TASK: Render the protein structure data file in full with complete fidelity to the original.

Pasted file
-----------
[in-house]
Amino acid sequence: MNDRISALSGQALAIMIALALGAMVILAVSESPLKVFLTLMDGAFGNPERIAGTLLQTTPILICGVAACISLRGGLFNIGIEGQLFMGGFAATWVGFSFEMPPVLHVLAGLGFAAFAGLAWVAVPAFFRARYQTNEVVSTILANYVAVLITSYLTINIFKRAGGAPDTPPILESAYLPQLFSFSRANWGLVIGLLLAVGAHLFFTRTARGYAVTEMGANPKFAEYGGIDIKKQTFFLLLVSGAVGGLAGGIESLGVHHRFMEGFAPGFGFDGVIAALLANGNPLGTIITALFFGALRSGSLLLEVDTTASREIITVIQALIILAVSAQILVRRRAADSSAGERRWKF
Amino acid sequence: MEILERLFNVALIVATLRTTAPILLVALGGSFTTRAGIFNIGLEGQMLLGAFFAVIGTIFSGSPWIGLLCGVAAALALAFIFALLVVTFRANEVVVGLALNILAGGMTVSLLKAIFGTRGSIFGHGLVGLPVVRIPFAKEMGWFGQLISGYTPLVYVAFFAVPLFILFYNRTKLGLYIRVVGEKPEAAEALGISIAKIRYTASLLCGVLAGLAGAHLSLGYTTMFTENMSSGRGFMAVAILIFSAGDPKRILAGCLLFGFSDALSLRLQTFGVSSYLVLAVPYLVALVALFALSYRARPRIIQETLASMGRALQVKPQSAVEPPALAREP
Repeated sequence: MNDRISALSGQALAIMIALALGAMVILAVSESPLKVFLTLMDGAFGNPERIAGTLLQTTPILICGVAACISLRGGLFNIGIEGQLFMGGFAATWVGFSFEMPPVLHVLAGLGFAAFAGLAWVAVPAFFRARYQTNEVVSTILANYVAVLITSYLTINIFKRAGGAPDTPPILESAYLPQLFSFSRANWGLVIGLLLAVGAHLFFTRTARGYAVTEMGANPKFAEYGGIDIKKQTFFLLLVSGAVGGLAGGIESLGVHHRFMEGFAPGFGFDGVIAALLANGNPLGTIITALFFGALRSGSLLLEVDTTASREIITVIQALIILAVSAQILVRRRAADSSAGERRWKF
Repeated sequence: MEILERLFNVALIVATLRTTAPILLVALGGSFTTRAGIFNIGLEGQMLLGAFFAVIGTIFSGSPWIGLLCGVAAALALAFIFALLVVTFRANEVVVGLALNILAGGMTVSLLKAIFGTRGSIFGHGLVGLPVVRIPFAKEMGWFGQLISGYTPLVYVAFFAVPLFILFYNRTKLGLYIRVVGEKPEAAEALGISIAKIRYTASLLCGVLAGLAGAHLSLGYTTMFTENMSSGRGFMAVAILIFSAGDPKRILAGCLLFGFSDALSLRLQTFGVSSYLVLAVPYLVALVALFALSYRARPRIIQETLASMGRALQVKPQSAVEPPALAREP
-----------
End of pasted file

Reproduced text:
[in-house]
Amino acid sequence: MNDRISALSGQALAIMIALALGAMVILAVSESPLKVFLTLMDGAFGNPERIAGTLLQTTPILICGVAACISLRGGLFNIGIEGQLFMGGFAATWVGFSFEMPPVLHVLAGLGFAAFAGLAWVAVPAFFRARYQTNEVVSTILANYVAVLITSYLTINIFKRAGGAPDTPPILESAYLPQLFSFSRANWGLVIGLLLAVGAHLFFTRTARGYAVTEMGANPKFAEYGGIDIKKQTFFLLLVSGAVGGLAGGIESLGVHHRFMEGFAPGFGFDGVIAALLANGNPLGTIITALFFGALRSGSLLLEVDTTASREIITVIQALIILAVSAQILVRRRAADSSAGERRWKF
Amino acid sequence: MEILERLFNVALIVATLRTTAPILLVALGGSFTTRAGIFNIGLEGQMLLGAFFAVIGTIFSGSPWIGLLCGVAAALALAFIFALLVVTFRANEVVVGLALNILAGGMTVSLLKAIFGTRGSIFGHGLVGLPVVRIPFAKEMGWFGQLISGYTPLVYVAFFAVPLFILFYNRTKLGLYIRVVGEKPEAAEALGISIAKIRYTASLLCGVLAGLAGAHLSLGYTTMFTENMSSGRGFMAVAILIFSAGDPKRILAGCLLFGFSDALSLRLQTFGVSSYLVLAVPYLVALVALFALSYRARPRIIQETLASMGRALQVKPQSAVEPPALAREP
Repeated sequence: MNDRISALSGQALAIMIALALGAMVILAVSESPLKVFLTLMDGAFGNPERIAGTLLQTTPILICGVAACISLRGGLFNIGIEGQLFMGGFAATWVGFSFEMPPVLHVLAGLGFAAFAGLAWVAVPAFFRARYQTNEVVSTILANYVAVLITSYLTINIFKRAGGAPDTPPILESAYLPQLFSFSRANWGLVIGLLLAVGAHLFFTRTARGYAVTEMGANPKFAEYGGIDIKKQTFFLLLVSGAVGGLAGGIESLGVHHRFMEGFAPGFGFDGVIAALLANGNPLGTIITALFFGALRSGSLLLEVDTTASREIITVIQALIILAVSAQILVRRRAADSSAGERRWKF
Repeated sequence: MEILERLFNVALIVATLRTTAPILLVALGGSFTTRAGIFNIGLEGQMLLGAFFAVIGTIFSGSPWIGLLCGVAAALALAFIFALLVVTFRANEVVVGLALNILAGGMTVSLLKAIFGTRGSIFGHGLVGLPVVRIPFAKEMGWFGQLISGYTPLVYVAFFAVPLFILFYNRTKLGLYIRVVGEKPEAAEALGISIAKIRYTASLLCGVLAGLAGAHLSLGYTTMFTENMSSGRGFMAVAILIFSAGDPKRILAGCLLFGFSDALSLRLQTFGVSSYLVLAVPYLVALVALFALSYRARPRIIQETLASMGRALQVKPQSAVEPPALAREP